This book purports to be written by a pigeon. And it is about architecture. (Let us accept from the beginning that it is deeply odd.) It is also jam packed with real information; while my oldest has read most (all?) of it, I have not read very much of it aloud. Instead, I’ve focused on the names of the buildings (human and pigeon) and the eye-catching pictures, which had the unexpected result of my youngest (already a huge pigeon fan) becoming sure he spoke fluent pigeon. About six months ago, he frequently approached pigeons asking them excitedly if the were going to see the Great Worm (also known as the Great Wall of China) and was very disappointed when they flew away without responding.
Author: Speck Lee Tailfeather (aided by Stella “Pigeon Whisperer” Gurney)
Illustrator: Natsko Seki
Posted in Non-fiction, Picture Books
Tagged Animals, Architecture, Architecture According to Pigeons, Australia, Brazil, China, Egypt, England, France, History, India, Italy, Japan, Mo Willems, Natsko Seki, Speck Lee Tailfeather, Stella Gurney, USA
In this book, a boy composes a rather plain-vanilla letter to his grandpa sharing what he’s been doing and learning over the summer (the toothsome illustrations reveal that it is all related to ice cream). Locating ice cream lurking in unexpected places is a large part of the fun–nearly all the pages are highly detailed and lend themselves to close examination.
Author: Peter Sis
Illustrator: Peter Sis
Like When Dinosaurs Came with Everything and Monkey and Me, this book arrived in a Cheerios box in 2008 (as I’ve mentioned before, the best year ever for the spoonfuls of stories promotion in our house). Although they don’t get the legion of historical/political references yet, the boys love Duck (who was first introduced in Click, Clack, Moo: Cows that Type) and this book (in which Duck makes his way from the farm to the Governor’s Mansion to the White House and back home again) is very popular.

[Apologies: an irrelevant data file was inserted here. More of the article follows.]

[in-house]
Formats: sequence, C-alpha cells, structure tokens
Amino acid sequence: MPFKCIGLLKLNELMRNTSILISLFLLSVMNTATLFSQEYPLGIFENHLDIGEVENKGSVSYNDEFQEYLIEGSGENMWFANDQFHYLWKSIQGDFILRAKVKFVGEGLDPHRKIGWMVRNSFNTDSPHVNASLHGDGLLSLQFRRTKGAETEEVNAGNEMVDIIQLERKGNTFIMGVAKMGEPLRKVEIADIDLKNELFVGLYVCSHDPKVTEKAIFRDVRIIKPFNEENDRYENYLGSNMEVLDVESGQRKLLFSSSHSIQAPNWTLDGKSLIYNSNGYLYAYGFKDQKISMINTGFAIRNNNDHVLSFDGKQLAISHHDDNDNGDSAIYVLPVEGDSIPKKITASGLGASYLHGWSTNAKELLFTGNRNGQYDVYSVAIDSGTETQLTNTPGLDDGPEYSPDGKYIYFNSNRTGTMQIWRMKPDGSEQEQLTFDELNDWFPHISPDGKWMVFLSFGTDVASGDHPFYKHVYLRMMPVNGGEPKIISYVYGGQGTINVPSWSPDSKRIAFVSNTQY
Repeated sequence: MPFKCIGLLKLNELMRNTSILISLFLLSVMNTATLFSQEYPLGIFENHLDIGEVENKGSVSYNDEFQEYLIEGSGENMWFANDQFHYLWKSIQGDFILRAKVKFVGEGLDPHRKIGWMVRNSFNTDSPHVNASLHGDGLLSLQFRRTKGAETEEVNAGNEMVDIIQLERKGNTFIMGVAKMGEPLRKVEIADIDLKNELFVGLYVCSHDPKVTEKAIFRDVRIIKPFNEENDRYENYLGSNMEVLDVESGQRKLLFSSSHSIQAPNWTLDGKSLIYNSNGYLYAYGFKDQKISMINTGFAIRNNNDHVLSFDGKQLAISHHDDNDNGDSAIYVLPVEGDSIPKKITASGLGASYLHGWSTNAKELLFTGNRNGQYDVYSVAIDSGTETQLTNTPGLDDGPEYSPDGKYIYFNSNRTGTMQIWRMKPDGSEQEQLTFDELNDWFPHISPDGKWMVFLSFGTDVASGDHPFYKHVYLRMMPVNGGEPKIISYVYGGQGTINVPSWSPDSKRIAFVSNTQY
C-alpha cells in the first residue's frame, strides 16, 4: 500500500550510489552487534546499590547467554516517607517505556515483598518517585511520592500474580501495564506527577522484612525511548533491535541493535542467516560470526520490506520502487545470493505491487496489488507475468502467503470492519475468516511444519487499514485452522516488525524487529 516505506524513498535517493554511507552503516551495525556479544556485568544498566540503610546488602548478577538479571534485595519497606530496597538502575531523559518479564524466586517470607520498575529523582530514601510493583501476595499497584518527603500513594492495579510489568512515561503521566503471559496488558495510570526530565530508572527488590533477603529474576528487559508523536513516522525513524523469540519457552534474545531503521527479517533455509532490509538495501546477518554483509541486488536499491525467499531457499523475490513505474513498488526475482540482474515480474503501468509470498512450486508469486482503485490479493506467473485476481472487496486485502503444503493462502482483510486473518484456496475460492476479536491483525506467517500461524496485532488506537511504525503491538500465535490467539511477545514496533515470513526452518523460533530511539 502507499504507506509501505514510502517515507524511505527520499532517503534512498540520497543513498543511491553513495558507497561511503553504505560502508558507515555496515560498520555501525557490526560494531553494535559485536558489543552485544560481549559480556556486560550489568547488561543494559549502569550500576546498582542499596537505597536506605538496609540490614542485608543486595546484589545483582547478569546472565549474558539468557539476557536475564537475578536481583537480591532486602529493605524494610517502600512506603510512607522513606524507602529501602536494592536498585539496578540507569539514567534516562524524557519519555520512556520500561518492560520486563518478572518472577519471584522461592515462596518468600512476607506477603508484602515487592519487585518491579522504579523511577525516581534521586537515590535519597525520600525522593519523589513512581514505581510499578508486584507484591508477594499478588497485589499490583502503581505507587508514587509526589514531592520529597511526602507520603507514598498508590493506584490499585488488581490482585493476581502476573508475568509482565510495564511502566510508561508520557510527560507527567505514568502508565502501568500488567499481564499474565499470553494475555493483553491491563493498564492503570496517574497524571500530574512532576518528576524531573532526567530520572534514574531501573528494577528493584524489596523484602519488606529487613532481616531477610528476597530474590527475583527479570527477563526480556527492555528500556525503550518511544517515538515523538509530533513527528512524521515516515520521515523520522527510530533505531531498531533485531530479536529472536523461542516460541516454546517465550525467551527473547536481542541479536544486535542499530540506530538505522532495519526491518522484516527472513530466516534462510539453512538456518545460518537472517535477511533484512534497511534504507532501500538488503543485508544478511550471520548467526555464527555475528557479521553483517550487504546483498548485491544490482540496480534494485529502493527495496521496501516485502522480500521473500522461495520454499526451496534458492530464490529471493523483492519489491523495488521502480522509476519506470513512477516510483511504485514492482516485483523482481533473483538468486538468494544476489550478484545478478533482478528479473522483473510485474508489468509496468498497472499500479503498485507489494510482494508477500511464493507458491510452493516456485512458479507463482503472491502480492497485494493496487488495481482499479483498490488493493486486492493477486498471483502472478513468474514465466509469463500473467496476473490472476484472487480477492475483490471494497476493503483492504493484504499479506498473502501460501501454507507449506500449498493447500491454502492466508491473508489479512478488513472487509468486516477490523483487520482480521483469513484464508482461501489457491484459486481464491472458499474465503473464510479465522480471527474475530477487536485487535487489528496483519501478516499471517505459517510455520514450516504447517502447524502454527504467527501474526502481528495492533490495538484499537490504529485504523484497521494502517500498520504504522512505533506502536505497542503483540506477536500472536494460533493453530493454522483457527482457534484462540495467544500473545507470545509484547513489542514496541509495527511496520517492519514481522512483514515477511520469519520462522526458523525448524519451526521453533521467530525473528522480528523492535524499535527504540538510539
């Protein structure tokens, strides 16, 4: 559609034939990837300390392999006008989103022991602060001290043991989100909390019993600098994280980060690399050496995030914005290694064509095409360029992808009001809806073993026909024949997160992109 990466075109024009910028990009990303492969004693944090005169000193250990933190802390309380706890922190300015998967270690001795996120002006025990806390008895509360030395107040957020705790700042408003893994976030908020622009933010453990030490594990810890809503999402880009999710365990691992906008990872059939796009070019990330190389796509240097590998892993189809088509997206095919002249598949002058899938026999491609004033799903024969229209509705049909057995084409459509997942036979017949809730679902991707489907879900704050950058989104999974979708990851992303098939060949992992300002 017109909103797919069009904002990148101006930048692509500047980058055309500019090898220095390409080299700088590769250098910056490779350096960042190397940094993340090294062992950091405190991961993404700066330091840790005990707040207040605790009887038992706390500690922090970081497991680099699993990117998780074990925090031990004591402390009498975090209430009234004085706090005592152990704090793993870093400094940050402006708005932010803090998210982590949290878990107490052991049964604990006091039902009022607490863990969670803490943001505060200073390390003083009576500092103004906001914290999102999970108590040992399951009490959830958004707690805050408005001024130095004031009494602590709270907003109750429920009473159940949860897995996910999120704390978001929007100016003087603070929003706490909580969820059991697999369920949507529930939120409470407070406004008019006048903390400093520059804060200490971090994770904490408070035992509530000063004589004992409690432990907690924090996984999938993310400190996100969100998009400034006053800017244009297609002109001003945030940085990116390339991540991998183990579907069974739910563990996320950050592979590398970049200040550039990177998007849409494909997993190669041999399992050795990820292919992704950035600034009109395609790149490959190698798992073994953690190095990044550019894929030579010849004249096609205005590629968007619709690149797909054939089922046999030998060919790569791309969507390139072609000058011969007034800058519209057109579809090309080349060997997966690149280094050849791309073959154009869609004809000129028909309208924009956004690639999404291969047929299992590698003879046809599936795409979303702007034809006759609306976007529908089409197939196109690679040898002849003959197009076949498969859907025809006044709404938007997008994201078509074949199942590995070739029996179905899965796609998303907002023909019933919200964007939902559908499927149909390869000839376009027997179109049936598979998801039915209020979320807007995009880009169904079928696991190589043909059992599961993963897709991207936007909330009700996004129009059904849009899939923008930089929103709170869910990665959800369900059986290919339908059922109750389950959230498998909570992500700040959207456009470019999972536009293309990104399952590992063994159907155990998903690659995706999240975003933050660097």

Author: Doreen Cronin
Illustrator: Betsy Lewin
Posted in Picture Books
Tagged Animals, Betsy Lewin, Civil Rights, Click Clack Moo: Cows that Type, Doreen Cronin, Duck for President, farm, History, Monkey and Me, New York Times Best Illustrated Book, series, spoonfuls of stories, USA, When Dinosaurs Came with Everything
Abraham Lincoln was a doting, devoted, and devastated father. This work of historical fiction focuses on his relationship with two of his four sons. Willie narrates the first half of the book (this narration is partially based on a 200-word fragment by the historical Willie; all of the events in the book are historically accurate). When Willie dies at age eleven, partway through his father’s term of office, the narration is taken over by his younger brother, Tad. (The Lincolns had already lost another son, Eddie, at the age of three, while Lincoln was practicing law in Springfield, Illinois.) The book ends as the Civil War ends, before Lincoln’s assassination. (The book does not go on to note that Tad outlived his father, but died at age eighteen and the Lincolns’ only surviving son, the one Lincoln had the most distant relationship with, then arranged to have his mother committed to a psychiatric hospital.)
While this is clearly not the happiest of stories, Lincoln loved his wife and their boys very much and his (over?) indulgence of his boys and joy in their company make this a very accessible, warm book. It is memorable too; my oldest drew Lincoln (complete with this stovepipe hat and beard) and one of his sons in response to an end-of-the-school-year question, along with the following explanation: “My favorite social studies is Aedrham Lingkne. Cus he is vary nice to his cids and evry oun eles!”
Author: Rosemary Wells
Illustrator: P.J. Lynch